240 million reasons one media agency could be smiling

By Brendan Coyne | 30 May 2014

There's nothing like a $240m account to crank through the gears of the rumour mill, but it looks as though The Australian may have called the Woolworths pitch right three weeks ago. Word on the street is that it is staying put with Carat, for now at least.

When news of the review broke in February, all the agency talk was of opportunity.

MediaCom was regarded to have a strong shout, given that the agency was within a whisker of the jackpot last time out until Harold Mitchell stepped in. OMD was tipped as equal favourite, with indies Bohemia and Match vying for a share of the spoils.

But then Woolies underwent another of its periodic marketing changes, bringing in former Coles marketer Tony Phillips as head of marketing for supermarkets and shifting incumbent Jess Gill to director of customer experience. Gill had been appointed head of supermarkets six months earlier and, along with Helen Lecopoulos, the former McDonald's media chief that had brought OMD to the table, had been overseeing the pitch process.

As Phillips came in, creative agency of record Droga5 went out, with Leo Burnett Sydney handed the account. At the time, Leo Burnett was reported to be on the hunt for 40 staff to handle the business, such is its scale.

Despite the upheaval, the media pitch remains in play, although an announcement is expected imminently. However, those that talked up the account as a dead cert to move have gone eerily silent. It could be that, after handing out four separate briefs and continuing with the process even after the sweeping changes became apparent, the business will remain with the incumbent after all.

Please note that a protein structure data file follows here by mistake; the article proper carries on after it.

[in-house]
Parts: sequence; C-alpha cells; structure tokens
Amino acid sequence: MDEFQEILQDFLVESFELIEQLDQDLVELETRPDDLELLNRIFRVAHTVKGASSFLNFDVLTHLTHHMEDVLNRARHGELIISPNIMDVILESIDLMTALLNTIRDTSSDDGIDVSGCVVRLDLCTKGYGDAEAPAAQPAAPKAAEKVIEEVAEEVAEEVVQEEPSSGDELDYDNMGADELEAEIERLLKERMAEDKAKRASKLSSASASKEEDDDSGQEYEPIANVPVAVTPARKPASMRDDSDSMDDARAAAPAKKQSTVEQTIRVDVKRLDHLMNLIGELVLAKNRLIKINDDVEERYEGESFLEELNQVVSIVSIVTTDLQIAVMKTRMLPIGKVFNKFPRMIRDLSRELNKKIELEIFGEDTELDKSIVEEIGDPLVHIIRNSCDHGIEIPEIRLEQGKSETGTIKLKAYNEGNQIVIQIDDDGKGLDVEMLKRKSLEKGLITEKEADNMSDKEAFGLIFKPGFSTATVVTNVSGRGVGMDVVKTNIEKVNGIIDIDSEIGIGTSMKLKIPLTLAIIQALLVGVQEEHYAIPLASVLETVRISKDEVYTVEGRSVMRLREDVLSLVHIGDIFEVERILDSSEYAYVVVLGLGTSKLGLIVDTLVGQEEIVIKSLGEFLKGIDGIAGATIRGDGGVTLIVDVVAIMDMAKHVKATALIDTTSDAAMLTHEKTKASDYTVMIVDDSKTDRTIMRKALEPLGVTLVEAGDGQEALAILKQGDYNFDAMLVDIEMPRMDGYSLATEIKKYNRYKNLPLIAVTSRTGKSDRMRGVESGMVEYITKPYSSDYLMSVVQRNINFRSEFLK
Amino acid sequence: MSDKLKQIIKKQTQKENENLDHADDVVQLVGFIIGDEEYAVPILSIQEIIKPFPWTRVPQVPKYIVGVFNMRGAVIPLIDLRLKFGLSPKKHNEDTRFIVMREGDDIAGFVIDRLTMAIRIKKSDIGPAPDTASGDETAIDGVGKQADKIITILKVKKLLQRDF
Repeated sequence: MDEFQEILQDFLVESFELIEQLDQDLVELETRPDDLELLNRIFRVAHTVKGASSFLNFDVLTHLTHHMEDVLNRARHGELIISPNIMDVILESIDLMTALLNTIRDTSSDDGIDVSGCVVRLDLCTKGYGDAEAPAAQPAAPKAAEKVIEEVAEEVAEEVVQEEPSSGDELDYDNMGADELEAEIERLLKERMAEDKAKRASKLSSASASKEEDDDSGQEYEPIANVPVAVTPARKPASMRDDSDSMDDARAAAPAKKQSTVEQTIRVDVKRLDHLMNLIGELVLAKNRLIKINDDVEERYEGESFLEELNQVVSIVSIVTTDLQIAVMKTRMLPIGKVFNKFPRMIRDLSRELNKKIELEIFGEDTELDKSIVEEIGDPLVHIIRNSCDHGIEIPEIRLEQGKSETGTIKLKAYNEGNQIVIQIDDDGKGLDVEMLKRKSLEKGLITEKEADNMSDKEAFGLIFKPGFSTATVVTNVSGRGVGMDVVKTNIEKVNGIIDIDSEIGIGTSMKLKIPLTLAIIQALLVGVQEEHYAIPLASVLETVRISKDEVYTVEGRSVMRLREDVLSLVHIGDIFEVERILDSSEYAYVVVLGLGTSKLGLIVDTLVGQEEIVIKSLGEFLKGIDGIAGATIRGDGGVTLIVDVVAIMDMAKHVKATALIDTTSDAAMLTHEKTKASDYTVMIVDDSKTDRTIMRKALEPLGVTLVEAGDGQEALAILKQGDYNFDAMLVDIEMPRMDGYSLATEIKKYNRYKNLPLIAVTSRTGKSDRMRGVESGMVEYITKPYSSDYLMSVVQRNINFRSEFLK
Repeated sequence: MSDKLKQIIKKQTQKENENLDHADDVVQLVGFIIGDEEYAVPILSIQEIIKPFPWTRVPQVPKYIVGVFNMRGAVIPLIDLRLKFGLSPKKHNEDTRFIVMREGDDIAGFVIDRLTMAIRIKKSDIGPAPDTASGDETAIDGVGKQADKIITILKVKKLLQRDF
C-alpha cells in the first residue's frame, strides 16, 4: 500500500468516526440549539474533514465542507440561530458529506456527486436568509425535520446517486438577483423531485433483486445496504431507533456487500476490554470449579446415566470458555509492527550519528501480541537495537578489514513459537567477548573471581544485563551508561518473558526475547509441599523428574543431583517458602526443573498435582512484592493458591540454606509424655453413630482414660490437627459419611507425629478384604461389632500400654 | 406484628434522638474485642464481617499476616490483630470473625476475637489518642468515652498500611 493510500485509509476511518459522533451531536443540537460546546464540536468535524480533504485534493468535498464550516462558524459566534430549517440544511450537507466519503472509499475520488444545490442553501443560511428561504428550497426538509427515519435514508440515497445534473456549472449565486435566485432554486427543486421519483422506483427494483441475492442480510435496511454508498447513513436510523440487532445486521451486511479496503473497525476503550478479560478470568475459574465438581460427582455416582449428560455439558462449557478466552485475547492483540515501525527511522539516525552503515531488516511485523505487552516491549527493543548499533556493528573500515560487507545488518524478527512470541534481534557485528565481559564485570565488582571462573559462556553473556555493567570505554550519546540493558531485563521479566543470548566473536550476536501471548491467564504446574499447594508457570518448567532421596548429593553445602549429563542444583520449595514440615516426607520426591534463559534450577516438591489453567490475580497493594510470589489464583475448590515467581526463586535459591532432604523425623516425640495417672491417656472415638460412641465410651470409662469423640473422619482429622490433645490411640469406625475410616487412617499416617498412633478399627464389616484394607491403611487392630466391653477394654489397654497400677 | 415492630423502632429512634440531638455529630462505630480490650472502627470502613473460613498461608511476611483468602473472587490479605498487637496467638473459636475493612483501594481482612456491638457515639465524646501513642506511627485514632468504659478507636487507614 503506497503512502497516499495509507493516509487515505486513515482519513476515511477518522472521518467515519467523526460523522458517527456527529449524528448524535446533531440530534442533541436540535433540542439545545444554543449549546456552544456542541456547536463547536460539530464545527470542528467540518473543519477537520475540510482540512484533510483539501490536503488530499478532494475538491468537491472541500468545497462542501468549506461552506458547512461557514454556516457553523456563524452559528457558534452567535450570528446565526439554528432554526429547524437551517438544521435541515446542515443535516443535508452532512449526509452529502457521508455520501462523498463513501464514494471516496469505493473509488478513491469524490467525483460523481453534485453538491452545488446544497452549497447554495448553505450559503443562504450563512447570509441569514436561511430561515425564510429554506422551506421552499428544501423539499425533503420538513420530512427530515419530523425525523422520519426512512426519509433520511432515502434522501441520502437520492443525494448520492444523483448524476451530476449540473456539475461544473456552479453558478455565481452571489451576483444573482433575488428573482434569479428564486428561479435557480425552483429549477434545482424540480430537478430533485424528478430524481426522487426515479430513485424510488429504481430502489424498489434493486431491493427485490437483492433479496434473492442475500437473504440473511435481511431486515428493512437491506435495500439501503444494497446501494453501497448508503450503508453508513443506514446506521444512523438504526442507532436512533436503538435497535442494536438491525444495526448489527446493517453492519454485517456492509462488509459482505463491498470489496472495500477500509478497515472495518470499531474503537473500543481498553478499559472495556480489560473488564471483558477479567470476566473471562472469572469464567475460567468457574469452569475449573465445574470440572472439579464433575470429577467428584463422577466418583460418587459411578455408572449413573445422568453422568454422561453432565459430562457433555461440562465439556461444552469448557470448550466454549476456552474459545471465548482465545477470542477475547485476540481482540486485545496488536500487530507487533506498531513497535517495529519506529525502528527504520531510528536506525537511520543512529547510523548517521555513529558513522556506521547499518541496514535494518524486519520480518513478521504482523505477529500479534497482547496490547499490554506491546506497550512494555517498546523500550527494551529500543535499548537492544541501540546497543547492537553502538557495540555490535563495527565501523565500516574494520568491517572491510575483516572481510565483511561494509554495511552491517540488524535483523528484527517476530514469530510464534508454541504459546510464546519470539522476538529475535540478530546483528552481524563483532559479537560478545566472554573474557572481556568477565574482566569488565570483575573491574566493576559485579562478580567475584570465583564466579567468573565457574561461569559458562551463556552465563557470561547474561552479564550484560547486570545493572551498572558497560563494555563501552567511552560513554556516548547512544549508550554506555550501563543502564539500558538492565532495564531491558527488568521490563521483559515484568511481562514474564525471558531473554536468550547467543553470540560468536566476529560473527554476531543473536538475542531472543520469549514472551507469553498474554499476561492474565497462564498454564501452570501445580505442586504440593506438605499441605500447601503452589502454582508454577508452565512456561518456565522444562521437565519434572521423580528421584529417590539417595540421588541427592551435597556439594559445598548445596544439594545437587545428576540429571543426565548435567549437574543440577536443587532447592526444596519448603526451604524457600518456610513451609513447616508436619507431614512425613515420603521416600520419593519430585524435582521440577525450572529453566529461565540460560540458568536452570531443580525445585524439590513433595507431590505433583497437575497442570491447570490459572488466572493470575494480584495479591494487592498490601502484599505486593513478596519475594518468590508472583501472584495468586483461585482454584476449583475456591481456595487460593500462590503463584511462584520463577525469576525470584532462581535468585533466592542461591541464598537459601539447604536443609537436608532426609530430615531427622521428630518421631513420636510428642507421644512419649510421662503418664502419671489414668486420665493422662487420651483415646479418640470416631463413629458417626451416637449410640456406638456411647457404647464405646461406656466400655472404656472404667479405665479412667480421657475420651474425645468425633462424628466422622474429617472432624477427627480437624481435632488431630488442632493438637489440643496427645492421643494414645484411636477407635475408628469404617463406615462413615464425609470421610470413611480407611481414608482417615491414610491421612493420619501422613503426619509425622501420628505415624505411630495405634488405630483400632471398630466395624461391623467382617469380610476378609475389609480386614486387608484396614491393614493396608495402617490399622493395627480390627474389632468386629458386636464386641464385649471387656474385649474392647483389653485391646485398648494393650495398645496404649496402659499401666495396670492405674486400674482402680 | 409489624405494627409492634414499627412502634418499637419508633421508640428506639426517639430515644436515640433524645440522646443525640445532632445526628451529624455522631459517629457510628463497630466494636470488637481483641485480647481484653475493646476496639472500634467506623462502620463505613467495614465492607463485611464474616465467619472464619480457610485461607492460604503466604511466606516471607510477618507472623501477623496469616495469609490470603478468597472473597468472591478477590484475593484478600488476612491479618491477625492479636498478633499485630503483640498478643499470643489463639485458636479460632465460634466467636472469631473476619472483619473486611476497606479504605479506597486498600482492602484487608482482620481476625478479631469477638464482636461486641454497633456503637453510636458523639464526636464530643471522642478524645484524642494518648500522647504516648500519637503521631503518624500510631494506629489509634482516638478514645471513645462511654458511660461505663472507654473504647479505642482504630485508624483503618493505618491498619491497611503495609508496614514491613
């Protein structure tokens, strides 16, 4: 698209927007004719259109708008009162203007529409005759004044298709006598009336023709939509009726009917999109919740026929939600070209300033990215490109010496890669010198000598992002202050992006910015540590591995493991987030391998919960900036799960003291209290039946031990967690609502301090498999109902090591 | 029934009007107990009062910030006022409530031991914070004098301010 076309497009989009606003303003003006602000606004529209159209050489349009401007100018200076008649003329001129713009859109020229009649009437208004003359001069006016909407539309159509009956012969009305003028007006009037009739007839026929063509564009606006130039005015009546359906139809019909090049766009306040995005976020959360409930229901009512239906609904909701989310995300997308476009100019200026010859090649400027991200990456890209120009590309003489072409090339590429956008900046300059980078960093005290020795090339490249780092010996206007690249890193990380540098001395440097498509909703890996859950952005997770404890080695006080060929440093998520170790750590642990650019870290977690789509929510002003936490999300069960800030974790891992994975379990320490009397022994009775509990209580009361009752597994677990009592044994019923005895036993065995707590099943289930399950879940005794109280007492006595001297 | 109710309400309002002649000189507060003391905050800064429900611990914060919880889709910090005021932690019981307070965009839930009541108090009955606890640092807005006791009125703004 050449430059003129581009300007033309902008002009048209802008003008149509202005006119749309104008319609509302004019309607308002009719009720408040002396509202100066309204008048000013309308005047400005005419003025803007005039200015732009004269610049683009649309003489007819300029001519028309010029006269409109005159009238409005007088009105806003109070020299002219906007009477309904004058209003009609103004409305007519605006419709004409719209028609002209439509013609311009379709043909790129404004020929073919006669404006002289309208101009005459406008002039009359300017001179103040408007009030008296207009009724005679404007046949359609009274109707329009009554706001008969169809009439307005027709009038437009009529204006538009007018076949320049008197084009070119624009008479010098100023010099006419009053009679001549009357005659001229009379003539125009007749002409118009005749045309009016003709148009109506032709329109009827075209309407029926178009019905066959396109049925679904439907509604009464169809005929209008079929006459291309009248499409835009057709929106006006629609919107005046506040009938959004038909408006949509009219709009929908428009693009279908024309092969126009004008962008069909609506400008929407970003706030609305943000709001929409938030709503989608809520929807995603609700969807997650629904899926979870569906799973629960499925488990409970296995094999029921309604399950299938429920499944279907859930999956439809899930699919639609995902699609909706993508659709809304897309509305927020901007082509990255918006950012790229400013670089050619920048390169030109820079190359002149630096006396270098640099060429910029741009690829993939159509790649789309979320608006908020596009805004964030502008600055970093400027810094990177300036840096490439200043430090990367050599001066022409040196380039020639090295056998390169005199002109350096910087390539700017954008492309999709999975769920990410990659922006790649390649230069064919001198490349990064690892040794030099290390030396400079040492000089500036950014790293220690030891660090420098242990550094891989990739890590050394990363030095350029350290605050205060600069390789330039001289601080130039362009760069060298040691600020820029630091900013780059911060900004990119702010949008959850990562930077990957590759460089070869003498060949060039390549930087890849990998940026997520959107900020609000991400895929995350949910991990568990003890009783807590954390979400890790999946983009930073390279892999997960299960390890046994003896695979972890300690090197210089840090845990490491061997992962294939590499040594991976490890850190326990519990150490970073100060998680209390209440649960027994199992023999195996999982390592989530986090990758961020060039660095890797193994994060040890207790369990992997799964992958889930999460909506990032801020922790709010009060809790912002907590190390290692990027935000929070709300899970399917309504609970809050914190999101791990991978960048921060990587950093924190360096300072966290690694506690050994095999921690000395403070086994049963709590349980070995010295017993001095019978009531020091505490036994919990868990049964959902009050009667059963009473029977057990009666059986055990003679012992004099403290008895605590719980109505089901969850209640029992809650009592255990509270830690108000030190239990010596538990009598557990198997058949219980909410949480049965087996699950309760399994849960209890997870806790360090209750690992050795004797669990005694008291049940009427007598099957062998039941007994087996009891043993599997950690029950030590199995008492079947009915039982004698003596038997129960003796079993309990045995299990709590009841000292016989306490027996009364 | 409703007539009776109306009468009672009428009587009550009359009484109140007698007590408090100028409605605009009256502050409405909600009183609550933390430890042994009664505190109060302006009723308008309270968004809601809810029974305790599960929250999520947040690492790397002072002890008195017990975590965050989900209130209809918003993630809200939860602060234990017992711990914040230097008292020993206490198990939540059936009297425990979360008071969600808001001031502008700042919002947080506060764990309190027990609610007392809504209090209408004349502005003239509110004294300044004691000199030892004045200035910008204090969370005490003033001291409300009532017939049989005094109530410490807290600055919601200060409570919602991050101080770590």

While some talk of a "debacle", others might call it a sensible move. It's a big change, and despite what's gone on before he arrived, the new supermarkets CMO represents 55% of the total business. Phillips is likely to to have a commensurate share of the vote in terms of who handles the media account. The board have hired him and he holds the cards.

Even if media agencies have wasted a million dollars in production and man hours on the pitch, they will likely be throwing their hats in the ring next year. Whatever their frustrations, the account that cries wolf with $240m to spend won't be short of suitors.

If Carat does retain the business, even in the short term, it would represent a massive result for the Dentsu-owned unit. With Mitchell's federal government win, the sister agencies will be hiring in droves both in Sydney and Melbourne. But it's a lot to onboard and ramp up.

Unless, as rumoured to have occurred in 2010, there's a change of heart in the next few days. Stranger things have happened.

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